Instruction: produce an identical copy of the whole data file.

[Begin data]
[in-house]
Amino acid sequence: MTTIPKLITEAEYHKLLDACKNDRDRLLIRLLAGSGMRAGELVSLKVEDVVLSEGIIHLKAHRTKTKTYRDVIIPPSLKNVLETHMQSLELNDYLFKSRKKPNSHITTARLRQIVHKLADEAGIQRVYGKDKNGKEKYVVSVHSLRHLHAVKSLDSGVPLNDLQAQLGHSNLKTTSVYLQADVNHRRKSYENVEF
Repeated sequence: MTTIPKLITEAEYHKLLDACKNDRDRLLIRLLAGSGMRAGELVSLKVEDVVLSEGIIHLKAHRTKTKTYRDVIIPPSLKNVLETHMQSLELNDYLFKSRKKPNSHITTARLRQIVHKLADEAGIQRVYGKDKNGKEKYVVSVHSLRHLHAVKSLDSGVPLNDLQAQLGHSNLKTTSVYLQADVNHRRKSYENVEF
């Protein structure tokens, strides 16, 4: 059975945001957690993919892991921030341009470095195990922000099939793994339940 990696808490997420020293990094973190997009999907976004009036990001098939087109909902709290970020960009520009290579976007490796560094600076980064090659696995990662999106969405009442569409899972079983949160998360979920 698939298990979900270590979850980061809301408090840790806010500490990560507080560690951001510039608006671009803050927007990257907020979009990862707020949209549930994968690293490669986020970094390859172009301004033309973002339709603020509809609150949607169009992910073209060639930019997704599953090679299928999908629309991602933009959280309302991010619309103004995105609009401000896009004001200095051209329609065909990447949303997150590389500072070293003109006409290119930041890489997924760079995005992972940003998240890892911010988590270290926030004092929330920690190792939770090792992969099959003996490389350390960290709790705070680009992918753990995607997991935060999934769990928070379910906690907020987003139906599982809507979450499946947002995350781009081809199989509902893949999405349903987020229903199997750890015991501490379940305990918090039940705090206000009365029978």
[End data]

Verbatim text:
[in-house]
Amino acid sequence: MTTIPKLITEAEYHKLLDACKNDRDRLLIRLLAGSGMRAGELVSLKVEDVVLSEGIIHLKAHRTKTKTYRDVIIPPSLKNVLETHMQSLELNDYLFKSRKKPNSHITTARLRQIVHKLADEAGIQRVYGKDKNGKEKYVVSVHSLRHLHAVKSLDSGVPLNDLQAQLGHSNLKTTSVYLQADVNHRRKSYENVEF
Repeated sequence: MTTIPKLITEAEYHKLLDACKNDRDRLLIRLLAGSGMRAGELVSLKVEDVVLSEGIIHLKAHRTKTKTYRDVIIPPSLKNVLETHMQSLELNDYLFKSRKKPNSHITTARLRQIVHKLADEAGIQRVYGKDKNGKEKYVVSVHSLRHLHAVKSLDSGVPLNDLQAQLGHSNLKTTSVYLQADVNHRRKSYENVEF
């Protein structure tokens, strides 16, 4: 059975945001957690993919892991921030341009470095195990922000099939793994339940 990696808490997420020293990094973190997009999907976004009036990001098939087109909902709290970020960009520009290579976007490796560094600076980064090659696995990662999106969405009442569409899972079983949160998360979920 698939298990979900270590979850980061809301408090840790806010500490990560507080560690951001510039608006671009803050927007990257907020979009990862707020949209549930994968690293490669986020970094390859172009301004033309973002339709603020509809609150949607169009992910073209060639930019997704599953090679299928999908629309991602933009959280309302991010619309103004995105609009401000896009004001200095051209329609065909990447949303997150590389500072070293003109006409290119930041890489997924760079995005992972940003998240890892911010988590270290926030004092929330920690190792939770090792992969099959003996490389350390960290709790705070680009992918753990995607997991935060999934769990928070379910906690907020987003139906599982809507979450499946947002995350781009081809199989509902893949999405349903987020229903199997750890015991501490379940305990918090039940705090206000009365029978």